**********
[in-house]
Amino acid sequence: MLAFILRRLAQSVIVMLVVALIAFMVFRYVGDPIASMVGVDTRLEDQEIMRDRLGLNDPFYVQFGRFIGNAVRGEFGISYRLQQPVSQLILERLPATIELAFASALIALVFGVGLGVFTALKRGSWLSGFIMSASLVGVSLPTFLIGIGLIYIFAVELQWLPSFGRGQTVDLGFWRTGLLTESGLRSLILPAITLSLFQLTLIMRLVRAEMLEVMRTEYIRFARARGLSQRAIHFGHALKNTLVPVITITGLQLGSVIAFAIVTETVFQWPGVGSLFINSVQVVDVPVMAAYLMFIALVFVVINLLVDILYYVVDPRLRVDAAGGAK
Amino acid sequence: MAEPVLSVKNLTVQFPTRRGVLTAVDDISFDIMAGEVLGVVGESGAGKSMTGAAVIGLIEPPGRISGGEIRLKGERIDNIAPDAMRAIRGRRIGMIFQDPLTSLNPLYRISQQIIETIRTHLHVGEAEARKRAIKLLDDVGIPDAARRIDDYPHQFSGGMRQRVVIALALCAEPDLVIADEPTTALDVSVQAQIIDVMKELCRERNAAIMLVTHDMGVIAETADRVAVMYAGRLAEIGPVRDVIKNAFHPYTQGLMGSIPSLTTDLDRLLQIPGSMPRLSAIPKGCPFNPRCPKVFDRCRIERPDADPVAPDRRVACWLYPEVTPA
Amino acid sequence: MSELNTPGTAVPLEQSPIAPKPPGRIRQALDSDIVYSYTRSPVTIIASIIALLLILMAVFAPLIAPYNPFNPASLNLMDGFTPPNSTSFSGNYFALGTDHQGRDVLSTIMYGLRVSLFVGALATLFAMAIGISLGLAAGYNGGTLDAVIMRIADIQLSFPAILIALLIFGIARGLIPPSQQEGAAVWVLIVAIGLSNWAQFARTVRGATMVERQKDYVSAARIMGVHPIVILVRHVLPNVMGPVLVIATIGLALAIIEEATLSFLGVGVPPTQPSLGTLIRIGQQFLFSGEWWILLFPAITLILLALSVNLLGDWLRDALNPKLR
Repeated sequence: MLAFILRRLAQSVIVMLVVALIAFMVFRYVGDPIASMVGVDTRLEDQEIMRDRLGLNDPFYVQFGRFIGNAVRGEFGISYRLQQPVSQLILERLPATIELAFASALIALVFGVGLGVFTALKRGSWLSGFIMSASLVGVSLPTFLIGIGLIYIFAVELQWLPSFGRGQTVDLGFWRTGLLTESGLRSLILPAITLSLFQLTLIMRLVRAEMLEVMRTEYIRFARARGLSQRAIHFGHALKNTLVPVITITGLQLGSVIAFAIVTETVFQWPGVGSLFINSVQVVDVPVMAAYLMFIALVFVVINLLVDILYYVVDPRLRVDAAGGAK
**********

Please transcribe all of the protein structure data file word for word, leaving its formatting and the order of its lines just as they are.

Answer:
[in-house]
Amino acid sequence: MLAFILRRLAQSVIVMLVVALIAFMVFRYVGDPIASMVGVDTRLEDQEIMRDRLGLNDPFYVQFGRFIGNAVRGEFGISYRLQQPVSQLILERLPATIELAFASALIALVFGVGLGVFTALKRGSWLSGFIMSASLVGVSLPTFLIGIGLIYIFAVELQWLPSFGRGQTVDLGFWRTGLLTESGLRSLILPAITLSLFQLTLIMRLVRAEMLEVMRTEYIRFARARGLSQRAIHFGHALKNTLVPVITITGLQLGSVIAFAIVTETVFQWPGVGSLFINSVQVVDVPVMAAYLMFIALVFVVINLLVDILYYVVDPRLRVDAAGGAK
Amino acid sequence: MAEPVLSVKNLTVQFPTRRGVLTAVDDISFDIMAGEVLGVVGESGAGKSMTGAAVIGLIEPPGRISGGEIRLKGERIDNIAPDAMRAIRGRRIGMIFQDPLTSLNPLYRISQQIIETIRTHLHVGEAEARKRAIKLLDDVGIPDAARRIDDYPHQFSGGMRQRVVIALALCAEPDLVIADEPTTALDVSVQAQIIDVMKELCRERNAAIMLVTHDMGVIAETADRVAVMYAGRLAEIGPVRDVIKNAFHPYTQGLMGSIPSLTTDLDRLLQIPGSMPRLSAIPKGCPFNPRCPKVFDRCRIERPDADPVAPDRRVACWLYPEVTPA
Amino acid sequence: MSELNTPGTAVPLEQSPIAPKPPGRIRQALDSDIVYSYTRSPVTIIASIIALLLILMAVFAPLIAPYNPFNPASLNLMDGFTPPNSTSFSGNYFALGTDHQGRDVLSTIMYGLRVSLFVGALATLFAMAIGISLGLAAGYNGGTLDAVIMRIADIQLSFPAILIALLIFGIARGLIPPSQQEGAAVWVLIVAIGLSNWAQFARTVRGATMVERQKDYVSAARIMGVHPIVILVRHVLPNVMGPVLVIATIGLALAIIEEATLSFLGVGVPPTQPSLGTLIRIGQQFLFSGEWWILLFPAITLILLALSVNLLGDWLRDALNPKLR
Repeated sequence: MLAFILRRLAQSVIVMLVVALIAFMVFRYVGDPIASMVGVDTRLEDQEIMRDRLGLNDPFYVQFGRFIGNAVRGEFGISYRLQQPVSQLILERLPATIELAFASALIALVFGVGLGVFTALKRGSWLSGFIMSASLVGVSLPTFLIGIGLIYIFAVELQWLPSFGRGQTVDLGFWRTGLLTESGLRSLILPAITLSLFQLTLIMRLVRAEMLEVMRTEYIRFARARGLSQRAIHFGHALKNTLVPVITITGLQLGSVIAFAIVTETVFQWPGVGSLFINSVQVVDVPVMAAYLMFIALVFVVINLLVDILYYVVDPRLRVDAAGGAK